The Future of Off Grid Storage: 48V Battery Banks
Off grid solar systems have been around for a long time, and the original standard systems were almost all 12V. We get a lot of customers wondering why our systems are all at least 24V or 48V, since they’re used to 12V as the standard of RV’s and off grid houses. For small systems, we can agree that 12V might still be ideal, but for medium to large projects consumers are transitioning over to using 24V or 48V for cost effective, more efficient setups (made possible by readily available 24V and 48V controllers from the online marketplace).
RPS 24V systems: TPP, RPS 200, Watersecure 3k
RPS 48V systems: RPS 400, RPS 800, RPS 400N, Watersecure 6k and Watersecure 12k
12V Makes Charging Electronics Easy – But There’s a Limit
These days you can easily buy 12V appliances like fridges, freezers, vacuums, fans, phones, laptops, coffee makers, lights and radios. Any car cigarette lighter socket-plug can be used to power the same items, because car electrical systems are also 12V. For those people who only need to power a handful of appliances, consume low amounts of power or own a solar array of less than 300W, 12V gets the jobs done
In comparison, you can not run 12V appliances directly on a 24V system. You’ll need to buy a converter to step down the voltage from 24V to 12V. Converters cost $30-40 with overcurrent and temperature protection features.
What about charging batteries? Using a vehicle to recharge a 24V or 48V battery bank is difficult because you can’t charge a 24V battery with an alternator. A converter or battery charger with a battery isolator would be needed, but this option is complex and not generally suggested by our engineers.
Batteries Prefer 24V and 48V
24V and 48V systems battery banks are expanded first by adding units in series before adding a second or third string of batteries in parallel. In contrast, 12V battery banks can only expand by adding units in parallel.
When more than 3 batteries are connected in parallel, one unit may start feeding another and cause one of the batteries to die, leading to early replacement. Issues with a 12V system will most likely occur within 3-5 years, but depends on environmental factors. A Tesla battery has fuses on their parallel batteries for this reason.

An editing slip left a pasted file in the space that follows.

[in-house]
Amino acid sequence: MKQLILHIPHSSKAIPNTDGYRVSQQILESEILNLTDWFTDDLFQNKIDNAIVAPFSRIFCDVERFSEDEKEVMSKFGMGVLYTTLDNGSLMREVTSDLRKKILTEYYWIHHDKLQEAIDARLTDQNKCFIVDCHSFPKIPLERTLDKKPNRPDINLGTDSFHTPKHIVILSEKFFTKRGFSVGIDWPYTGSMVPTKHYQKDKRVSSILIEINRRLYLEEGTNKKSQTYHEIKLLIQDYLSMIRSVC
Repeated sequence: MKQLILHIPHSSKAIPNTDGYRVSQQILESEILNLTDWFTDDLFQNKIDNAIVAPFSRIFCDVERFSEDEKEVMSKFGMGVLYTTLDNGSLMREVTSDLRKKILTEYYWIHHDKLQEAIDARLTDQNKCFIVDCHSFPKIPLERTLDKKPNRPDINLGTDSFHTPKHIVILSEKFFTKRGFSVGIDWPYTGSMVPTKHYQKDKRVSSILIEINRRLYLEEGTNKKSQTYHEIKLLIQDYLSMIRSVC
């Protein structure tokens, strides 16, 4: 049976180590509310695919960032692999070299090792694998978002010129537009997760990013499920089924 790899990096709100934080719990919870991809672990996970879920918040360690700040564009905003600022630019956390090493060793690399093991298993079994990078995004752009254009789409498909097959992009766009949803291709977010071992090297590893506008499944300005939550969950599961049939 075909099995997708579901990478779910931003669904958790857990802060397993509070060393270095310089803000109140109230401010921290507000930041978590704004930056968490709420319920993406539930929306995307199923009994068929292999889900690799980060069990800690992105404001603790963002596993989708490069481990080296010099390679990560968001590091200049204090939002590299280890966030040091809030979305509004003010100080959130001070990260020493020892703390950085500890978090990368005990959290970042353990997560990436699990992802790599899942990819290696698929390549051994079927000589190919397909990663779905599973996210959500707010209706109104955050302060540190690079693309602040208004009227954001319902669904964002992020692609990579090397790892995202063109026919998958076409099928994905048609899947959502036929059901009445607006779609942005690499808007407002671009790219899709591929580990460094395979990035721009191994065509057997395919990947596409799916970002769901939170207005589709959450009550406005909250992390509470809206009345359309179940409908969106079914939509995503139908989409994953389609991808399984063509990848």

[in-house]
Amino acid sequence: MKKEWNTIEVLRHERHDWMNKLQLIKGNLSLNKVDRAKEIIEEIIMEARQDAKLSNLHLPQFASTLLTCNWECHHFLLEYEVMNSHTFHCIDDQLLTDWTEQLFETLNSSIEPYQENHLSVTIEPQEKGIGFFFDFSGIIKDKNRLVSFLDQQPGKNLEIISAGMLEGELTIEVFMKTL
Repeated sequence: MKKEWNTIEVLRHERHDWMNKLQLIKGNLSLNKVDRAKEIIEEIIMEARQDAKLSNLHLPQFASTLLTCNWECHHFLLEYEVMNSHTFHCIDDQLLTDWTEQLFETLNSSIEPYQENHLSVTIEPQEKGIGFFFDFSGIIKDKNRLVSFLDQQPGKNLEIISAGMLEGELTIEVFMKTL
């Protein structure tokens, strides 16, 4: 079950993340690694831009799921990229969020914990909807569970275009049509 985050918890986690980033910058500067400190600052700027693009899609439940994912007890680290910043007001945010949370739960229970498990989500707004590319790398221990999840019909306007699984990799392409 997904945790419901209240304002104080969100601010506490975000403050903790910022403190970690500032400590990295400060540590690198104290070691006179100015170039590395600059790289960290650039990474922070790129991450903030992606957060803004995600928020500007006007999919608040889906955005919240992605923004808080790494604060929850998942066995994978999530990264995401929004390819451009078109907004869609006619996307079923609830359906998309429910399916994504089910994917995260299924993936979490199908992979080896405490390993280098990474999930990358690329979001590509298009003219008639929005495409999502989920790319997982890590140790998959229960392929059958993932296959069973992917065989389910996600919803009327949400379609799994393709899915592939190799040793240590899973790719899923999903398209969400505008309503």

All system components of a solar pump like to be at a higher voltage. Higher voltage means less work for charge controller, slightly higher efficiency and less wire loss.
A Safer Option: All-in-One 48V Systems
A DIY set-up, with internal parts sourced from different places, is potentially dangerous for newbies. Extreme care should be taken to ensure that all parts, especially live wires, are covered. An all-in-one system like the RPS Watersecure already has all components built into a self-contained box. All the customer has to do is plug in batteries and solar panels (plug and play MC4 connectors), and the chance of shock is practically impossible. As long as you arrange your batteries properly (see diagram), all-in-one off grid systems are near foolproof.
Wire will cost less for 24V and 48V systems! As batteries and panels are added in parallel for 12V systems, and the amperage of the system increases, and wire gauge needs to increase proportionally. Amperage in a 12V system is DOUBLE that of a 24V system, meaning copper wire should be twice as thick for a 12V system. Copper wire isn’t cheap, you might end up spending a good chunk of change on thicker wire to achieve a less powerful 12V setup rather than reconfiguring to a 24V or 48V array.
Charge Controller Cost
Charge controller are rated in amps. Using similar reasoning as wire gauge, a 24V system can get away with half the charge controller size as a 12V system. A smaller charge controller will limit the number of panels, and in turn watts, a system can handle.
20 Amp MPPT charge controller 260W max w/ 12V battery bank
520W w/ 24V battery bank
Whether using 12V, 24V or 48V, inverters will cost about the same. However, 12V has some advantage here since sourcing the lower voltage option locally is much easier than finding 24V or 48V inverters in your town hardware store. You’ll find plenty of choices for 24V or 48V through a quick internet search.